powers given to the government in the Constitution

expressed powers

powers expressely spelled out in the Constitution (examples are veto, impeachment, declare war, etc.)

implied powers

not expressely stated, but suggested by the Constitution; includes the "Necessary and Proper Clause" (examples are highways, gambling and smoking laws, etc.)

Inherent powers

powers that belong to the National Government because it is a sovereign nation (examples include immigration, deportation, protecting the nation, etc.)

reserved powers

powers that are not granted to the national government by the Constitution, meaning they are granted to the States (examples include education, marriage laws, gambling laws, etc.)

concurrent powers

powers granted to both the national and state governments (examples include taxes, establishing courts, borrowing money, etc.)

Categorical Grants

federal money granted to a state for a specific purpose

Block Grant

federal money given to states or other local governments with fewer-than-usual strings attached

grants-in-aid programs

federal money or resources given to states or local governments

full faith and credit clause

the constitutional idea that each state accepts the laws and court matters of other states

extradition

the constitutional idea that states will return criminals to the state where the crime occurred for trial

incumbent

current office holders

splinter parties

parties that have split away from a major party (Bull moose party)

ideological parties

parties based on a particular set of beliefs

political party

group of people who seek control of the government by winning elections

partisanship

firm allegiance to a political party

minor party

a political party without wide support

multi-party

a country that does not have any dominate parties but is ruled by many different parties

national chairperson

in the U.S. it is the elected leader in the two major political parties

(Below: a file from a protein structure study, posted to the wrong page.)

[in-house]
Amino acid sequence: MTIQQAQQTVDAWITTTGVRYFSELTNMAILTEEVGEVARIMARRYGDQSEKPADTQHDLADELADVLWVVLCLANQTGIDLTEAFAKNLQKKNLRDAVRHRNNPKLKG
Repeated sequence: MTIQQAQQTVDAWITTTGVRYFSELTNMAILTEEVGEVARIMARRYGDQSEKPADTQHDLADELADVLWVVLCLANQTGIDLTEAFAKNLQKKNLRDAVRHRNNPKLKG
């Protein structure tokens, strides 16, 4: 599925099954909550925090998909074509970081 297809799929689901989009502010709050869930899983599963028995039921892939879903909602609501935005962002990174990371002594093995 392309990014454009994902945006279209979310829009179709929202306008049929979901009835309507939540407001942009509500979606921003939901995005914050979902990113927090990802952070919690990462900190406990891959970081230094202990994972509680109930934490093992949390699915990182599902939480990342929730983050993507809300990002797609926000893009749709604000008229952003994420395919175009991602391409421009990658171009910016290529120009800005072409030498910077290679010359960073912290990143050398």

national committee

an elected body in each national party that creates a party platform

national convention

the party meeting where both parties officially nominate a person to run for president

split-ticket voting

a person votes for multiple parties on their ballot

economic protest parties

third parties that focus only on economic issues

single-issue parties

thid parties in the U.S. that focus only on one important issue

gerrymandering

practice of drawing electoral district lines in order to limit the voting strength of a particular group or party

suffrage

the right to vote

electorate

all of the people entitled to vote in a given election

Civil Rights Act of 1964

government act that banned racial discrimination

Voting Rights Act of 1965

government act that banned the use of the poll tax and literacy test

Motor Voter Law

Directs every state to allow eligible citizens to register to vote when they get their drivers license, by mail and make registration forms available at locals offices.

off-year elections

congressional elections held in the even-numbered years between presidential elections.

political socialization

the process by which people gain their political attitudes and opinions

gender gap

measureable differences between the partisan choices of men and women today

General Citizenship Act

grants all Native Americans the rights of citizenship, including the right to vote in federal elections.